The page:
The Whole30 diet is among the more popular ones right now, racking up 60,000 Google searches per month. The book the diet is based on also is a bestseller. It’s core concept is not one of a diet, but rather eliminating certain food groups to “reset” the body and promote healthy living.
This focus on holistic health and nutrition reflects the growing power of clean eating and the “food as medicine” trend. Applegate’s collaboration with the diet seems to be a savvy move, but will getting ‘Whole30 approved’ stamped on 17 of its products really matter to the average customer?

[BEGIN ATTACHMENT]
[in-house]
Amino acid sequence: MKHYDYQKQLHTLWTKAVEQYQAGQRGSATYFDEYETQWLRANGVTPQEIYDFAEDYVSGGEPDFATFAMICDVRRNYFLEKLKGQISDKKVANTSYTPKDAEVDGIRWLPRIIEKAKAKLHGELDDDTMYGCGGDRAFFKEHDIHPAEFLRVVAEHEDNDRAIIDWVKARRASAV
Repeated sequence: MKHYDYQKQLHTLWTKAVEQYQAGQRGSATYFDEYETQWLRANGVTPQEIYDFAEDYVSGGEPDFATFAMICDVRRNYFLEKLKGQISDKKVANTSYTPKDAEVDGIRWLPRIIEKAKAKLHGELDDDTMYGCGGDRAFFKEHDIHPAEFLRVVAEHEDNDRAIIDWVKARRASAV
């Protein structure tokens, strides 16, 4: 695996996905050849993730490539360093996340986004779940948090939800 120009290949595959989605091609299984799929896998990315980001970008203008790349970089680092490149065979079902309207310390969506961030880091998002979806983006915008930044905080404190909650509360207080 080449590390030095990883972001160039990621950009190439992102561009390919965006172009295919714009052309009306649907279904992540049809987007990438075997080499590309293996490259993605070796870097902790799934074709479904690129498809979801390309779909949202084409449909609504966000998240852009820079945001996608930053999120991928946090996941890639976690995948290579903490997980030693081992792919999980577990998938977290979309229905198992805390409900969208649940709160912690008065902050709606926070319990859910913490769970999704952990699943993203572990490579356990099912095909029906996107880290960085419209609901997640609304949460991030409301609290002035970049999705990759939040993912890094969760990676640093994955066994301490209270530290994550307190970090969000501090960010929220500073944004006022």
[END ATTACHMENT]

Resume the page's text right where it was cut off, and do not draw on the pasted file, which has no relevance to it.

Diet branding has traditionally helped product sales, especially when that plan is widely known, such as Weight Watchers or Jenny Craig. Getting recognition for a trendy diet can be a helpful way to bring a specialty item, like Applegate’s organic sausages, to the public’s attention. It typically results in increased product sampling, but turning that into repeat business is more challenging.
Melissa Hartwig, co-creator of the Whole30 diet, told Food Navigator there is a huge social media movement propelling the diet into the mainstream, with 2.8 million Instagram photos that have a #Whole30 hashtag. Applegate was already a solid brand before it got the attention of Whole30.